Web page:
1.2 Students will familiarize themselves with the Hist 3S03 (Kin 3A03) Avenue to Learn [A2L] website and will sign up online for either a Tues or a Thurs tutorial time slot. Spaces are limited. First come first served.
Week 2 12, 13, 15 Sept. Humoral Theory, Ex and Med in the Ancient World
2.1 #Porter, Antiquity;
2.2.*Diagrams: Humoral System; Humoral Spirits;
2.3 *Hippocrates, A Regimen for Health.
Week 3 19, 20, 22 Sept. Medieval and Renaissance-era Anatomy and Health Regimens
3.1. #Jacalyn Duffin, The Fabricated Body: History of Anatomy;
3.2.*Christobel Mendez, Chap Eleven: On the Great Profits.., Chap Seven: How Those Who... (1553);
3.3.*The School of Salerno. (Regimen Sanitatis Salernitatum 15th c. CE).
Week 4 26, 27, 29 Sept. Enlightenment-Era Physiology, Scientific Systems of Exercise
4.1. #Jacalyn Duffin, Interrogating Life: History of Physiology;
4.2. *Hoffman, Of health, life, proportion, and nature. (1695);
4.3 *Pugh, Introd; Chap III (1794);
4.4 *Buchan, Chapter 5: Of Exercise. (1769;1790 ed.).
Week 5 3, 4, 6 Oct. 19th Century Gymnastics/Exercise Systems
5.1 #Carolyn de la Pena, Dudley Allen Sargent: Health Machines and the Energized Male Body;
5.2 * Physical Training: A Full Report of the Papers and Discussions (1889);
5.3 * Lewis, Preface, Contents of The New Gymnastics (1862);
5.4 * Posse, Preface, Contents, Synopsis Chart of The Special Kinesiology of Ed. Gymnastics (1884);
5.5 * Sargent, Preface, Contents of Physical Education (1904).
Week 6 10, 11, 13 Oct NO CLASSES mid term break
Week 7 Mon 17 Oct Exam [location to be announced]
Tutorials - Tues 18, Thurs 20 Oct Exercise, Sport, and Training Regimens
7.1 #Park, Athletes and their Training in Britain and America, 1800-1914;
7.2 - items 6.A - 6.F *The Instructor will assign each student group with one primary source book [items 6.A - 7.F available on ATL] for analysis. Each small group will discuss their assigned reading and then report back to their entire tutorial class about their particular volume. The books are on the ATL in their entirety so that you can browse through and get the gist of them, however you are responsible for reading only for the pages listed on ATL for your particular book:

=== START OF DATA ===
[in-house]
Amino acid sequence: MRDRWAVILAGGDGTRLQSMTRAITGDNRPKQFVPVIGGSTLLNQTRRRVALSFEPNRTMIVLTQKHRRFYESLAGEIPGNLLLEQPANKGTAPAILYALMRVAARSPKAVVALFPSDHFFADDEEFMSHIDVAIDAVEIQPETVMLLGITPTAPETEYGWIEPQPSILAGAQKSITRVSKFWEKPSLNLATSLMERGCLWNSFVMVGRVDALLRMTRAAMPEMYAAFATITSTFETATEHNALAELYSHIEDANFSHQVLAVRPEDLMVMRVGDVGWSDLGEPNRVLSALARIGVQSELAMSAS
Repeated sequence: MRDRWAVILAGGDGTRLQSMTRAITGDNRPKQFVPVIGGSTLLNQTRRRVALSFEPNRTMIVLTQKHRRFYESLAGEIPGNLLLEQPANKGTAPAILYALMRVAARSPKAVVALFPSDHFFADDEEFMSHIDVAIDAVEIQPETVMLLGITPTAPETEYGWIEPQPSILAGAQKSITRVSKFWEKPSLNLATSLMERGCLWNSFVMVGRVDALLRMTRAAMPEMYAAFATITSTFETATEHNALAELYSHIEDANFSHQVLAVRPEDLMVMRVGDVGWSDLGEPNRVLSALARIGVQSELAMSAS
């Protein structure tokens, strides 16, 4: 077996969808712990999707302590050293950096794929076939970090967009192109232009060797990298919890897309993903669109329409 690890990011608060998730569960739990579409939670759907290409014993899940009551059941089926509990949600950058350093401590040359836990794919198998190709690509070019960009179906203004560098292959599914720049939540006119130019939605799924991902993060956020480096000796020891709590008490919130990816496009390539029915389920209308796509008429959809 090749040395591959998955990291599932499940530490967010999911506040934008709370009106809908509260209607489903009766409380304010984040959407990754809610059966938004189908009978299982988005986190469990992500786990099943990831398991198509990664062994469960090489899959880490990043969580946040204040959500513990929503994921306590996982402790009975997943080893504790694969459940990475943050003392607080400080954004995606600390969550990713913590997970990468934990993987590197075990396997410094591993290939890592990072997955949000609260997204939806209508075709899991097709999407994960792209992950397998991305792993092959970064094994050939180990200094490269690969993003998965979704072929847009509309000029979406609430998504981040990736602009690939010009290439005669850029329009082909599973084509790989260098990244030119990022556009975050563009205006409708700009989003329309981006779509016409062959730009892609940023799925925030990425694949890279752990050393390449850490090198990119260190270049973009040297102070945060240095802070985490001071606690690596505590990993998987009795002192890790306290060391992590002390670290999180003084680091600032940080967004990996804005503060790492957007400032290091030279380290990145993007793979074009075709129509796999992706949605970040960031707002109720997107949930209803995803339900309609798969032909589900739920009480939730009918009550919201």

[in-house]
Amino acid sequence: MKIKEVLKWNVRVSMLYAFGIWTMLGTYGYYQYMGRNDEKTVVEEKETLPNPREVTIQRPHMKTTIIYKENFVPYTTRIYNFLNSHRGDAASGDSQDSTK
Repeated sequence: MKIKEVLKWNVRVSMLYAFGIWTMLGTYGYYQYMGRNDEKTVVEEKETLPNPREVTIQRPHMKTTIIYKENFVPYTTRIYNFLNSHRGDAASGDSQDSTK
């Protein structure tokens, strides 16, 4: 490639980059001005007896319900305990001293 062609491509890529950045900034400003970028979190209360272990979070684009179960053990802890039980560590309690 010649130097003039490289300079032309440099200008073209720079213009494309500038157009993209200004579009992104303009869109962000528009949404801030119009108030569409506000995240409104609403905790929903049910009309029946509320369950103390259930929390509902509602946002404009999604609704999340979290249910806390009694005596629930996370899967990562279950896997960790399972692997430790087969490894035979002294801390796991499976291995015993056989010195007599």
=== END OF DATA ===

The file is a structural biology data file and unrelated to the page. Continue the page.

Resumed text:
Week 8 24, 25, 27 Oct . Gender and Exercise Prescription
8.1 #Verbrugge, Gender, Science & Fitness;
8.2 *U.S. Public Health Services, Healthy Happy Womanhood (1920);
8.3 *Bell, A Doctor Answers Some Practical Questions on Menstruation. (1955).
Week 9 31 Oct Fit: Episodes in the History of the Body Part I [film]
Tutorials - 1, 3 Nov Assignment #1 Peer Review; Assignment #1 due at the beginning of tut class
Week 10 7, 8, 10 Nov. Ass #1 Final version due at Mon lecture class; Quackery(?): Food and Ex Fads
10.1 #Mrozek, The Scientific Quest for Physical Culture;
10.2 *Westfeld, Diet and Morals; Fletcherism. (1909);
10.3 *Ruddick, Vigorous Manhood; Self-Pollution. (1934).
Week 11 14, 15, 17 Nov. The ‘science’ of body types and ‘normalcy’
11.1 # Vertinsky, Weighs and Means;
11.2 * Bovard, et.al. Chapter III: Anthropometric Measurements.(1930; 1949 ed.);
11.3 * F.W. Cozens. Introduction and Chapter I.
Week 12 21 Fit: Episodes in the History of the Body Part II [film]
Tutorials - 22, 24 Nov Assignment #2 Peer Review; Assignment #2 due at the beginning of tut class
Week 13 28, 29 Nov, 1 Dec From Fatigue to Fitness
13.1 * PCYF, Youth Physical Fitness (1961);
13.2 * RCAF, 5BX Plan for Physical Fitness (1962);
13.3 * RCAF, XBX Plan for Physical Fitness (1962).
Week 14 5 Dec Final Overview No tutorials this week.
Final Examination - date TBA by Registrar’s office